Shepherds or CEOs?
A new leadership paradigm is emerging, but is the church listening?

Recent excerpts we've posted from An Emergent Manifesto of Hope (Baker, 2007), edited by Doug Pagitt and Tony Jones, have generated a lot of discussion. This final installment should keep the trend going. Sally Morgenthaler writes about our cultural shift away from an autocratic CEO model of leadership toward a more reflexive and cooperative model, and why many churches have failed to get the memo.

Significance, influence, interaction, collective intelligence - all of these values describe an essential shift from passivity to reflexivity. We are no longer content to travel in lockstep fashion through life like faceless, isolated units performing our one little job on an assembly line. This attitudinal shift is nothing short of revolutionary. True to form, Western Christendom seems oblivious to its implications. But it is the entrepreneurial church (congregations of roughly one thousand and above) that seems particularly clueless about the shift from the passive to the reflexive. And this, despite all its posturing about cultural relevance.

This disconnect shouldn't really surprise us. Large-church leaders have been trained in the modern, command-and-control paradigm for thirty years. Here, organizations aren't seen so much as gatherings of people with a common purpose but as machines. There is no irony here. Machine parts don't have minds or muscles to flex. They don't contribute to a process or innovate improvements. Machine parts simply do their job, which is, of course, to keep the machine functioning.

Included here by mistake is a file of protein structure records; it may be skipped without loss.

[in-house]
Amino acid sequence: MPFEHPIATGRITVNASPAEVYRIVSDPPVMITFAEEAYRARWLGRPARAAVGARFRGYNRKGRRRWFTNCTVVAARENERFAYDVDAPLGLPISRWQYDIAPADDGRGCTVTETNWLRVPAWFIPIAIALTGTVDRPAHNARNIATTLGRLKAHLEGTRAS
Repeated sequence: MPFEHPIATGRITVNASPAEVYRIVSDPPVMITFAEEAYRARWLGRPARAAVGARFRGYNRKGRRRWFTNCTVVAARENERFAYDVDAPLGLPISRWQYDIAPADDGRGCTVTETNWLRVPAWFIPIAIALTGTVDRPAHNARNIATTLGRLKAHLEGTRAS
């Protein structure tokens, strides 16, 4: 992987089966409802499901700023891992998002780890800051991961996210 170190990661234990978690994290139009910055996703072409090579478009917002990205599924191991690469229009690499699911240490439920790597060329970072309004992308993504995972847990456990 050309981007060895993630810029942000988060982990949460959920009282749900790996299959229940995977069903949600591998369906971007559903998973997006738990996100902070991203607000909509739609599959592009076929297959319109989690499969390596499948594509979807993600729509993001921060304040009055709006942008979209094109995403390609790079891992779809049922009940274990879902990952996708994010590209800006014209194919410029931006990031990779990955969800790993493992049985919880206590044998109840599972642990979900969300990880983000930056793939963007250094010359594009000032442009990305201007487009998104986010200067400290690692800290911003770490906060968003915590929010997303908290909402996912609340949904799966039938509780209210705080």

The mechanical paradigm of organization largely explains why modern church leaders are trained as CEOs, not shepherds.

Sheep have their own ideas of what, where, and when they want to eat. They may not want to lie down by quiet waters and go to sleep at eight. They just might want to check out the watercress down by the streambed. Or they might want to head out over the next ridge to see if there are any other flocks out there. Conveniently, machine parts don't get ideas. They just get to work, and they work according to specification.

Church members who don't comprehend this three-decade shift in leadership paradigms are frustrated that their CEO pastor is so self-absorbed. They were looking for a shepherd - albeit, one with a big

name and a big flock. What many of them ended up with instead was a "my-way-or-the-highway" autocrat - a top-down aficionado whose ecclesiastical machine whirs only to the sound of his own voice and functions tightly within the parameters of his own limited vision. One doesn't have to be on the pastors' conference circuit long to figure out that prime-time clergy (ages forty to fifty-five), are marinated in this kind of thinking. They have been told repeatedly that this is the only leadership model that will ensure success. (And make no mistake: in new millennium America, success equals the greatest number of seats filled on Sunday morning.) Theirs is a mono-vocal, mono-vision world - one that affords the most uniformity and thus the most control. It is a world of hyperpragmatics where the ends (church growth) can justify the most dehumanizing of processes.

April 26, 2007

Displaying 1–10 of 33 comments